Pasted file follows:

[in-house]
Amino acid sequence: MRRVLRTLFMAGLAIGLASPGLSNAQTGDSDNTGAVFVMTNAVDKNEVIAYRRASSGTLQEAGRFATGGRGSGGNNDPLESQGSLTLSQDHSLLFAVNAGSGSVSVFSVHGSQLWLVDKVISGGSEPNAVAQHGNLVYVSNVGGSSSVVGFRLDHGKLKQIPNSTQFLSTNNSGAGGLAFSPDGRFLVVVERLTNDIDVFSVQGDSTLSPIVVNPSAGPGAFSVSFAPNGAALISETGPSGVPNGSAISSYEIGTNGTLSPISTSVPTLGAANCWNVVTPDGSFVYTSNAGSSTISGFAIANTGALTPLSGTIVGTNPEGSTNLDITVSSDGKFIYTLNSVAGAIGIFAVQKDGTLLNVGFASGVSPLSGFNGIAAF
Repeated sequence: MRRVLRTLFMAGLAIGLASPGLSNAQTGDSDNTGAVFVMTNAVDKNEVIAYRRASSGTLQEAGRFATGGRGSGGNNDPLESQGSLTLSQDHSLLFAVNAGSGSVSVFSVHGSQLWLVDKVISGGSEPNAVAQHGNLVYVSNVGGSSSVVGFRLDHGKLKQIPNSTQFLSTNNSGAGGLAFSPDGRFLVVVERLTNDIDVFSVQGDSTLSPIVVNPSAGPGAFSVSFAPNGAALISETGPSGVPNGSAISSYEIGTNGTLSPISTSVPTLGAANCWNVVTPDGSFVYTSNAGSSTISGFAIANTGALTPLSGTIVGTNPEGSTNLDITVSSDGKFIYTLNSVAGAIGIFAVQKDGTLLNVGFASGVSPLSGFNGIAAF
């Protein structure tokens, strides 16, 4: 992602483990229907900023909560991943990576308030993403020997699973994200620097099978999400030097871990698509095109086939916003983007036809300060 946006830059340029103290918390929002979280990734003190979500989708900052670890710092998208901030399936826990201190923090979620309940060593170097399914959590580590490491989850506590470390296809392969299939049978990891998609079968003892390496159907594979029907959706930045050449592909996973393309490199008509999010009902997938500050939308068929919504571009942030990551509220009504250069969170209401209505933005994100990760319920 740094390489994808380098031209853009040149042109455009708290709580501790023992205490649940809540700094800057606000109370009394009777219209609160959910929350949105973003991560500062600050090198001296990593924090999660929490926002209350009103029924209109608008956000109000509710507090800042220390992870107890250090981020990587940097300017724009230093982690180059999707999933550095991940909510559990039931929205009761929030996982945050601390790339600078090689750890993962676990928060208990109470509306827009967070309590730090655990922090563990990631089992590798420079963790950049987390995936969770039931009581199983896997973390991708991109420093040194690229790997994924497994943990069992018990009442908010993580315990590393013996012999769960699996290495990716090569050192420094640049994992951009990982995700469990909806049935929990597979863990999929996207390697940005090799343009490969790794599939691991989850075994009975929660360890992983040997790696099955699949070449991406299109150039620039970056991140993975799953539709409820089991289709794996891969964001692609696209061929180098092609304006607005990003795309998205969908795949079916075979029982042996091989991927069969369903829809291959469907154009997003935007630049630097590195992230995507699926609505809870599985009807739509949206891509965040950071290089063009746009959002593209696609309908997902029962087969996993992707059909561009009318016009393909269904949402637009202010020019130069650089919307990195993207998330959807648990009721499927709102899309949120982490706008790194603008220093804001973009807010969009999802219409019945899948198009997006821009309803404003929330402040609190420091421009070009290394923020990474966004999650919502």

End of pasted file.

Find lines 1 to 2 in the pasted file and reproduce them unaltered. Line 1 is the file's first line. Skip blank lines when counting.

[in-house]
Amino acid sequence: MRRVLRTLFMAGLAIGLASPGLSNAQTGDSDNTGAVFVMTNAVDKNEVIAYRRASSGTLQEAGRFATGGRGSGGNNDPLESQGSLTLSQDHSLLFAVNAGSGSVSVFSVHGSQLWLVDKVISGGSEPNAVAQHGNLVYVSNVGGSSSVVGFRLDHGKLKQIPNSTQFLSTNNSGAGGLAFSPDGRFLVVVERLTNDIDVFSVQGDSTLSPIVVNPSAGPGAFSVSFAPNGAALISETGPSGVPNGSAISSYEIGTNGTLSPISTSVPTLGAANCWNVVTPDGSFVYTSNAGSSTISGFAIANTGALTPLSGTIVGTNPEGSTNLDITVSSDGKFIYTLNSVAGAIGIFAVQKDGTLLNVGFASGVSPLSGFNGIAAF